2010-2011 University Catalog 
    
    May 18, 2022  
2010-2011 University Catalog archived

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BIOL 111 - Fundamentals of Biology


FDR: SL: BIOL 113 is a corequisite for students seeking laboratory science credits.
Credits: 3
Planned Offering: Fall, Winter



Corequisite: BIOL 113.An intensive investigation of scientific thought and communication applied to topics that vary among sections and terms. Specific subjects, chosen from within the scope of modern biological investigation according to the expertise of individual instructors, are examined in the context of major concepts such as evolution, regulation, growth, and metabolism. This course, and its companion laboratory, are prerequisites for all higher level biology courses.

 

Topics for Winter 2011: 

BIOL 111A: Fundamentals of Biology: Primatology (3). Corequisite: BIOL 113. An intensive investigation of scientific thought and communication, examined in the context of major concepts such as evolution, regulation, growth, and metabolism. This course uses the Order Primates as the model for understanding basic principles of ecology, evolution, anatomy, and physiology. A review of the natural history of primates is included, as well as relevant information about primate conservation. A section of this course, and its companion laboratory, are prerequisites for all higher-level biology courses. (SL: BIOL 113 is a corequisite for students seeking laboratory science credits.) Wallis. 

BIOL 111B: Fundamentals of Biology: Drug Design and Discovery (3). Corequisite: BIOL 113. An intensive investigation of scientific thought and communication, examined in the context of major concepts such as evolution, regulation, growth, and metabolism. Wonder why there are so many different therapeutic drugs on the market, and how they can possibly have such long lists of side effects? Think scientists will ever come up with “magic bullets” for treating any known ailment? In this course, we attempt to answer these questions by examining the scientific basis of rational drug design. Additionally, we explore the mechanisms by which curative drugs have been and continue to be discovered, with particular emphasis on medicines used to treat HIV, Influenza, and certain types of cancer. A section of this course, and its companion laboratory, are prerequisites for all higher-level biology courses. (SL: BIOL 113 is a corequisite for students seeking laboratory science credits.) Sharma.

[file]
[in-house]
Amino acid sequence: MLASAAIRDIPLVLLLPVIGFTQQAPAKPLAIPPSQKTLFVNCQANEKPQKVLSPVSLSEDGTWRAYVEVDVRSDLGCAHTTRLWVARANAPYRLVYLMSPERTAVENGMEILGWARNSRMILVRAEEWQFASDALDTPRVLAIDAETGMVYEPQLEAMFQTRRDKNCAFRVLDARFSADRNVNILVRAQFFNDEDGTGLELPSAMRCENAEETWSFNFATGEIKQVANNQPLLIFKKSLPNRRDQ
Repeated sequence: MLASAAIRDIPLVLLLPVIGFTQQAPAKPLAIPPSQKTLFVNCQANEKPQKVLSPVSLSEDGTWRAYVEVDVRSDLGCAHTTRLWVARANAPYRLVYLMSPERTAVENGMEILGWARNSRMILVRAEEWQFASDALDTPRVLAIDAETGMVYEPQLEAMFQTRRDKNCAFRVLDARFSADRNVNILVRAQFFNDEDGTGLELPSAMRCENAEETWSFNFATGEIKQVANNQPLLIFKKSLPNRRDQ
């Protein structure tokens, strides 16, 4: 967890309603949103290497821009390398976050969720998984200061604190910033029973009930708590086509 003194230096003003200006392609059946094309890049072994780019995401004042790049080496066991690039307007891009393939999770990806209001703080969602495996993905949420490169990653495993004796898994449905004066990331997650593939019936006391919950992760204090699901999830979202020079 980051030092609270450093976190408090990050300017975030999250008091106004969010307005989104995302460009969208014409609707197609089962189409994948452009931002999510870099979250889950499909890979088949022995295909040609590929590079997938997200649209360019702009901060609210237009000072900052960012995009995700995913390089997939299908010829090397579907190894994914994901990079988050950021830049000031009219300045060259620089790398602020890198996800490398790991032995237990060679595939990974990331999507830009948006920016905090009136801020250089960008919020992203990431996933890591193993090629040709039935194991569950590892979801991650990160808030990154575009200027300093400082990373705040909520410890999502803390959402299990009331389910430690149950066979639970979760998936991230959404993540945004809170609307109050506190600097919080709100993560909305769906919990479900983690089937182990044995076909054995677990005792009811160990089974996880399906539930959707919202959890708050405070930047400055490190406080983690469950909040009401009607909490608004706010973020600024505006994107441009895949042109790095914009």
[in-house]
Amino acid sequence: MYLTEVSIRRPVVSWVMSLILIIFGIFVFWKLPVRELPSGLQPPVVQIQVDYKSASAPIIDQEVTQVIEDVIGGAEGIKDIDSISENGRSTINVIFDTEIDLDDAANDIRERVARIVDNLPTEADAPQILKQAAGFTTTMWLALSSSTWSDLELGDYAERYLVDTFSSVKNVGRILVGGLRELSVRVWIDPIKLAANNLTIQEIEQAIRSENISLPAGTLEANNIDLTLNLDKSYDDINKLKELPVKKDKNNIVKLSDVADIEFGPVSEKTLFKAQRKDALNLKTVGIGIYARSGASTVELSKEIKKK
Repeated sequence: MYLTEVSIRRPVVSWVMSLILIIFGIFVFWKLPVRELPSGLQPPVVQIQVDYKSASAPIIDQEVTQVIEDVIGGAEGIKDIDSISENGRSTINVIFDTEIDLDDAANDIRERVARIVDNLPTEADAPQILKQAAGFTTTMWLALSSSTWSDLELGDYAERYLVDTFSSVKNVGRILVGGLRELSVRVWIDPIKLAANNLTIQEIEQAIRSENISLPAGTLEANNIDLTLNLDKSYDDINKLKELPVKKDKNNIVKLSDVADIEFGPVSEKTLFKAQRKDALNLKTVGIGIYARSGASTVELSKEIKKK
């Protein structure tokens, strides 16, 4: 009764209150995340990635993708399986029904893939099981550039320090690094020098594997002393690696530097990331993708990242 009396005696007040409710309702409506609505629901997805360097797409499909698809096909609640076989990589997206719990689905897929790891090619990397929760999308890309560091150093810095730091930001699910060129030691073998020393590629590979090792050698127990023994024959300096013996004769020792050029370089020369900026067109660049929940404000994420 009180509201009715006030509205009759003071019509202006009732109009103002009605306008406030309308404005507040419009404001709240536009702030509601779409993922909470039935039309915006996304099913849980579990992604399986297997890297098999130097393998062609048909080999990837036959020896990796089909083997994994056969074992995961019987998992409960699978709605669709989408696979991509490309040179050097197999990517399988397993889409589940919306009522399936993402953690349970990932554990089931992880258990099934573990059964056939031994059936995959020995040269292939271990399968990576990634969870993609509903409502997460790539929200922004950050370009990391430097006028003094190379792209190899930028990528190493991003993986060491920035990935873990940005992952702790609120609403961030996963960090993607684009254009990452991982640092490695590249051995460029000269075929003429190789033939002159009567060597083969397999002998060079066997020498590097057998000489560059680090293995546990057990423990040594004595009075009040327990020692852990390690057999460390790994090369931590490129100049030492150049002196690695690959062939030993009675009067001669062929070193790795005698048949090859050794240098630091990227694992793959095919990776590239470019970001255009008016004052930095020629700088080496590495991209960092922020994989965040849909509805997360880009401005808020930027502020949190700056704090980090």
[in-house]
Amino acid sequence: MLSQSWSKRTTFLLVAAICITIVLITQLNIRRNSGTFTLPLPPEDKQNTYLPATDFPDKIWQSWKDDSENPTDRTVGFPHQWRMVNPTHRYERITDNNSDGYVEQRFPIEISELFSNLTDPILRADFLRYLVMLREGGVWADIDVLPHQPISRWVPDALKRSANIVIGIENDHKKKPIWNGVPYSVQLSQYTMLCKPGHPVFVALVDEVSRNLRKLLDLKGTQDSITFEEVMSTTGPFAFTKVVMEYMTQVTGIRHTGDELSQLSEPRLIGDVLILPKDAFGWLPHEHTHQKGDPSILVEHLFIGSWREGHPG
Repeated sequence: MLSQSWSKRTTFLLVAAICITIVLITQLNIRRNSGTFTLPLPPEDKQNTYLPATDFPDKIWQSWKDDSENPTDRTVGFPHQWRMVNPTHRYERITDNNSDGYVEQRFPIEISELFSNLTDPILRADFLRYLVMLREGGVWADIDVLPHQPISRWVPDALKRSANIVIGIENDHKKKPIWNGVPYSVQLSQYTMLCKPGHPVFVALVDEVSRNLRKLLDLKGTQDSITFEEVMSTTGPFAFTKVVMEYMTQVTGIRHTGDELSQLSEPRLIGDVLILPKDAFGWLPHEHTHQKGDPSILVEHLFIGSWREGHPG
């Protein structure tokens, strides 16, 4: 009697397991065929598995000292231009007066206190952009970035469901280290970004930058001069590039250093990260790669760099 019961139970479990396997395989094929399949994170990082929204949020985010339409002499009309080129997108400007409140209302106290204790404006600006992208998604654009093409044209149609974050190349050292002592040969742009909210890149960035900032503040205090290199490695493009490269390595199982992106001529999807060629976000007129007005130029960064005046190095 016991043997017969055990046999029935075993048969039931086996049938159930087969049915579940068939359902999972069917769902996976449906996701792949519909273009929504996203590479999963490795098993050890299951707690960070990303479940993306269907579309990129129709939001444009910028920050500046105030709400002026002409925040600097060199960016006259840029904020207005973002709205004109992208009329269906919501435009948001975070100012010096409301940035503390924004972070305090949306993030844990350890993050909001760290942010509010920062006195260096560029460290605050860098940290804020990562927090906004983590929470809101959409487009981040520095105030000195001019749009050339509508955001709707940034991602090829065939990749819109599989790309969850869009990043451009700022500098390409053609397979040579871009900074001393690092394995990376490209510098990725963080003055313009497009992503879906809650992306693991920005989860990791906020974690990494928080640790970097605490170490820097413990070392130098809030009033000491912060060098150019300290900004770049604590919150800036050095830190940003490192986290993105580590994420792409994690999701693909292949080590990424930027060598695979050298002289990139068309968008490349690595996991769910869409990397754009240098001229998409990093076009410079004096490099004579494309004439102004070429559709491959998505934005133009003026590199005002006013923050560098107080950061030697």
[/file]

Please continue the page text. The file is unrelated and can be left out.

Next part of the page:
BIOL 111C: Fundamentals of Biology: Foundations of Modern Biology (3). Corequisite: BIOL 113. An intensive investigation of scientific thought and communication, examined in the context of major concepts such as evolution, regulation, growth, and metabolism. A discussion of the history of biological thought from the Greeks to Darwin to the present genomic revolution. The course focuses on how scientists first addressed the fundamental phenomena in life: 1) reliable reproduction and genetic programming; 2) development from a single cell to a fully differentiated multicellular adult; and 3) the origin of species and the evolution of diversity. This course, and its companion laboratory, are prerequisites for all higher-level biology courses. (SL: BIOL 113 is a corequisite for students seeking laboratory science credits.) Ayoub. 

BIOL 111D: Fundamentals of Biology: Rapid Communication in Animals (3). Corequisite: BIOL 113. An intensive investigation of scientific thought and communication, examined in the context of major concepts such as evolution, regulation, growth, and metabolism. This course examines the structure and function of nerve cells with an emphasis on electrical excitability, synaptic transmission, and sensory transduction. In addition, we study the anatomy of the brain and examine the cellular mechanisms underlying simple behaviors and the pathology of degenerative CNS diseases. This course, and its companion laboratory, are prerequisites for all higher-level biology courses. (SL: BIOL 113 is a co-requisite for students seeking laboratory science credits.) Watson.

Topics for Fall 2010: